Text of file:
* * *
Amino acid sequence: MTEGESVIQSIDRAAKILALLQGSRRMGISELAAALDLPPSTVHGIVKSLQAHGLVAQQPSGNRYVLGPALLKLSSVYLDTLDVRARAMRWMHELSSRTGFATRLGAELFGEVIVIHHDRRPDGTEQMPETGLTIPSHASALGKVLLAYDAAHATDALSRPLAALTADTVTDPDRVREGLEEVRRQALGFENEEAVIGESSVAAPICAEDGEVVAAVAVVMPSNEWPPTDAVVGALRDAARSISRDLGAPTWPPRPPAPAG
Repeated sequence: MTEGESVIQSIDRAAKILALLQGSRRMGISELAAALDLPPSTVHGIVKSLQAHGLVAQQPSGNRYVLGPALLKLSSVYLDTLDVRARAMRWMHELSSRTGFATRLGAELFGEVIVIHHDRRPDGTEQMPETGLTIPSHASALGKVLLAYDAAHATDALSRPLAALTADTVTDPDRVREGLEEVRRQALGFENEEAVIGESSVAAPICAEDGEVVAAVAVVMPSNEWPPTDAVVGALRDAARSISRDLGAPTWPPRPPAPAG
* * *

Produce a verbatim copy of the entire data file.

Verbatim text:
Amino acid sequence: MTEGESVIQSIDRAAKILALLQGSRRMGISELAAALDLPPSTVHGIVKSLQAHGLVAQQPSGNRYVLGPALLKLSSVYLDTLDVRARAMRWMHELSSRTGFATRLGAELFGEVIVIHHDRRPDGTEQMPETGLTIPSHASALGKVLLAYDAAHATDALSRPLAALTADTVTDPDRVREGLEEVRRQALGFENEEAVIGESSVAAPICAEDGEVVAAVAVVMPSNEWPPTDAVVGALRDAARSISRDLGAPTWPPRPPAPAG
Repeated sequence: MTEGESVIQSIDRAAKILALLQGSRRMGISELAAALDLPPSTVHGIVKSLQAHGLVAQQPSGNRYVLGPALLKLSSVYLDTLDVRARAMRWMHELSSRTGFATRLGAELFGEVIVIHHDRRPDGTEQMPETGLTIPSHASALGKVLLAYDAAHATDALSRPLAALTADTVTDPDRVREGLEEVRRQALGFENEEAVIGESSVAAPICAEDGEVVAAVAVVMPSNEWPPTDAVVGALRDAARSISRDLGAPTWPPRPPAPAG